• Albert DeSalvo

    Criminal in Boston, Massachusetts who confessed to being the "Boston Strangler", the murderer of 13 women in the Boston area from 1962 to 1964. Widely believed that DeSalvo was imprisoned for a series of the rapes. Wikipedia

  • Paul Jennings Hill

    American minister convicted for the anti-abortion motivated killing of physician John Britton and Britton's bodyguard James Barrett in 1994. Wikipedia

  • American double murderer currently on death row for the April 20, 1996 Plant City, Florida murder of Harvey Horne II and the May 17, 2011 murder of fellow inmate Xavier Rodriguez. Sentenced to death after he pleaded guilty to killing a fellow inmate he stabbed and strangled to death while he was serving a life sentence for the fatal shooting of a night watchman at a Plant City manufacturing plant during a drug robbery in 1996. Wikipedia

  • Gary M. Heidnik

    American murderer who kidnapped, tortured, and raped six women, killing two of them, while holding them prisoner in a pit in his basement in Philadelphia, Pennsylvania. Sentenced to death and executed by lethal injection in July 1999. Wikipedia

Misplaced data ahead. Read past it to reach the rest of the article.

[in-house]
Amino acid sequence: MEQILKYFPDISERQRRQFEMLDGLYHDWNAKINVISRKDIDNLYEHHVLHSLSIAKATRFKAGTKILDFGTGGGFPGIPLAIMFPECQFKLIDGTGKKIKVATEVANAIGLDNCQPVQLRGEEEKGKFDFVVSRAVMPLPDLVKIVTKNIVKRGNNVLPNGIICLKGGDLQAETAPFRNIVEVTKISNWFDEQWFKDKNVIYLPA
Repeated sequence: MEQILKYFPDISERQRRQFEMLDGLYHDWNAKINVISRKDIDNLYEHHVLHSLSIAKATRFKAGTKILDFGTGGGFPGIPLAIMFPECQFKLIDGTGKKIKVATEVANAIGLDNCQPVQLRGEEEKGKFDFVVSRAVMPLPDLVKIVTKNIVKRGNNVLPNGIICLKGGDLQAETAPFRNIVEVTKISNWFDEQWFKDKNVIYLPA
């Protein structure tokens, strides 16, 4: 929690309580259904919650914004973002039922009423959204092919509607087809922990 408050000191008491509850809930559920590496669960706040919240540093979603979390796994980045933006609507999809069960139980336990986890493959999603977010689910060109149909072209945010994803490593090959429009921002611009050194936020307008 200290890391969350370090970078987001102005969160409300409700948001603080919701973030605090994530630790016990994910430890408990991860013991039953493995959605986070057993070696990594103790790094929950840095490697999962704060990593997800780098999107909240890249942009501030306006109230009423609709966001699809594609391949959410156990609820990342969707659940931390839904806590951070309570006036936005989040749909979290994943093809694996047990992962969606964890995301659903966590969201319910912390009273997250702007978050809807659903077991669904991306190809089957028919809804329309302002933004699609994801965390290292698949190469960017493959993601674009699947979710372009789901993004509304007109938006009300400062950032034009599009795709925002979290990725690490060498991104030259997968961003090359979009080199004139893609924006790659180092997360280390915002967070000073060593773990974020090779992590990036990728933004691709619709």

• Altemio Sanchez

    Puerto Rican serial killer who is known to have murdered and/or raped at least three women, and raped between 9 and 15 girls and women in and around Buffalo, New York, during a 25-year span from 1981 to 2006. Also known as the Bike Path Rapist and Bike Path Killer. Wikipedia

  • Former Norwegian army officer and security contractor arrested in May 2009 in the Democratic Republic of the Congo (DRC), and convicted (together with Joshua French) of murdering their driver and espionage for Norway. One day after he died, The Guardian said that his "death overshadowed even the upcoming elections in Norway's media." Wikipedia

Sentences

Sentences forWard Weaver III

  • In 2003, Canzano's in-depth coverage of the murder of two Oregon City teenagers, Miranda Gaddis and Ashley Pond, and the investigation into their deaths helped earn KATU an Edward R. Murrow Award for Continuing Coverage.Anna Canzano-Wikipedia